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Last Monday I had the “R” of my chemotherapy regime. “ Rituximab” is the formal name for the medication, and I was blessed to have almost no side effects. I am feeling a little fatigued but my appetite is still good and I can only attribute that to all of your prayers! Each card, note and email lifts my spirits and reminds me that I am part of something more than myself. God has greatly blessed me!
Next Monday they will combine all of the chemotherapies into one treatment. Hopefully I will be able to maintain that schedule moving forward, as I will have one treatment every three weeks. The treatments are “cumulative” meaning each takes a bigger toll on my body. My immune system will continue to weaken at this time, yet I hope to continue at least my daily and Sunday mass schedules. Thanks to all those Eucharistic Ministers who have stepped up to help during this time! As much as I miss sharing the Eucharistic bread with you, I know it is the best way to stay healthy.
Many of you have sent me notes sharing your own battles with cancer. It is amazing how many lives this disease has touched. I feel like I have always been compassionate to those who are suffering, yet my own diagnosis gives me a whole different perspective. I am hoping God will use this to help me to be a better priest.
Thanks again for your prayers and concern.
Pray for me as I will for you…..
Well, I made it through week one. The doctors decided to divide my first round of chemotherapy into two sessions. For the medical experts out there, on Tuesday I had the “CHOP” portion and today I will have the “R” portion. This one may prove to be more difficult, so I ask for your prayers in a special way throughout the day. Moving forward, I will have 5 more “R-CHOP” therapies combined in one session every three weeks.
Thanks to all of your prayers, I have had very minimal side effects. Although my appetite is good, I need to add some more calories. I am working with a dietician to do this, so please no cakes or cookies to the rectory! Strange, I have spent all of my middle age counting calories and exercising and now they want me to gain weight! As of today, the hair loss has not started but I know it is coming….
I am continually amazed at the hospital workers who patiently care for people each day suffering from this disease. As I took my chemotherapy infusion, I watched as each patient was treated with dignity and respect in the midst of some truly horrible physical situations. Thanks to those in our community who live the vocation of service in the health care setting. You are truly the body of Christ in the world.
Finally, someone attached this quote to an email they sent me and I think it is worth passing along….
“When we say to people, 'I will pray for you,' we make a very important commitment. The sad thing is that this remark often remains nothing but a well-meant expression of concern. But when we learn to descend with our mind into our heart, then all those who have become part of our lives are led into the healing presence of God and touched by him in the center of our being. We are speaking here about a mystery for which words are inadequate. It is the mystery that the heart, which is the center of our being, is transformed by God into his own heart, a heart large enough to embrace the entire universe. Through prayer we can carry in our heart all human pain and sorrow, all conflicts and agonies, all torture and war, all hunger, loneliness, and misery, not because of some great psychological or emotional capacity, but because God's heart has become one with ours.”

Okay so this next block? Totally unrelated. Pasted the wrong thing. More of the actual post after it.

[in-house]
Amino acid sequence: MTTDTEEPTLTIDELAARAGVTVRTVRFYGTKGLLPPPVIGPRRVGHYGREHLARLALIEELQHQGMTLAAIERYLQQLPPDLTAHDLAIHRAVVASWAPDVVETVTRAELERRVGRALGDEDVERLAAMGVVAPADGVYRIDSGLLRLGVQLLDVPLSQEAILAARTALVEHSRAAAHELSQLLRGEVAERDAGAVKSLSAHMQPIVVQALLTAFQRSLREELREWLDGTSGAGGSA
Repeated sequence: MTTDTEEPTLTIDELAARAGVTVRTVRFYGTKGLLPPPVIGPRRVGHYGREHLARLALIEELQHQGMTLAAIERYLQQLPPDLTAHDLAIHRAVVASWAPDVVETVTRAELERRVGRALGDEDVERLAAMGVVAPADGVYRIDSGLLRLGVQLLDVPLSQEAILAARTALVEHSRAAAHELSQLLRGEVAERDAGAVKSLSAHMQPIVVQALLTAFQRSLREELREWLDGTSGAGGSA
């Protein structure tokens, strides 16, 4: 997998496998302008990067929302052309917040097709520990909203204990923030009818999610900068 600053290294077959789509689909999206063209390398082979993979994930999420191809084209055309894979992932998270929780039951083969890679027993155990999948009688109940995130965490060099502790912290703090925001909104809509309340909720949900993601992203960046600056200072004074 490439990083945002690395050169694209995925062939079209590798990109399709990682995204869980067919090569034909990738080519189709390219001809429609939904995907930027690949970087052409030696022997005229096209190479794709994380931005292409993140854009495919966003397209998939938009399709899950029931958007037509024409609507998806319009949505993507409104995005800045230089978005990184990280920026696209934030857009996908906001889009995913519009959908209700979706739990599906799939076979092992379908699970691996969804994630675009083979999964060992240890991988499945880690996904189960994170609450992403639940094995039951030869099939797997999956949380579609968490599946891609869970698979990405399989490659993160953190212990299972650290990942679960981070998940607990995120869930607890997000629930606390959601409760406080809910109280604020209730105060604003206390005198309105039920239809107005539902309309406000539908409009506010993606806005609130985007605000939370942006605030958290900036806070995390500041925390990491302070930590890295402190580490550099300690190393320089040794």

― Henri J.M. Nouwen, The Way of the Heart: The Spirituality of the Desert Fathers and Mothers
Although in the coming months I may not be as available as I was, I will pray for you…..please pray for me.
Words cannot express my gratitude for the outpouring of prayers and support you have offered me in this last week. The cards, emails, and phone calls have overwhelmed me and have given me great strength as I begin my treatment.
My first chemotherapy session will be today, August 6, and will be performed at an outpatient clinic. The treatments will continue once every three weeks for six months. As the therapy continues, my immune system will move to an extremely compromised state, and that is the hardest part of this treatment.
One of my greatest joys as a priest is to get dressed for mass early and walk around the church to greet all of you. I hear about the joys of your families and the things you’d like me to pray for. Your handshakes and embraces remind me that I am part of a family, and they give me great strength to celebrate the Eucharist with you. Unfortunately, this practice needs to be put on hold for a while. It would also not be wise of me to distribute communion, and so on the weekends I am up for having mass, I will have to keep my distance from you and Eucharistic Ministers will take over. I know you understand, yet I just wanted to give you fair warning.
I am going to try to keep going with daily mass schedule and take it one day at a time. Parishioners and staff members will lead communion services on those mornings when I am not feeling well. I am so grateful to the many people who have stepped forward with ideas to help me.
This is going to be a long road and I would be lying if I said I was not nervous about it. The doctors have given me an excellent prognosis for a cure yet it’s going to be a rough time getting there. So many of you have inspired me over the years on walking this same journey of battling cancer, and that will give me the courage to keep moving forward.
I will try to give you weekly updates on the website so as not to overwhelm the office with phone calls. Thanks for your understanding and for all your prayers.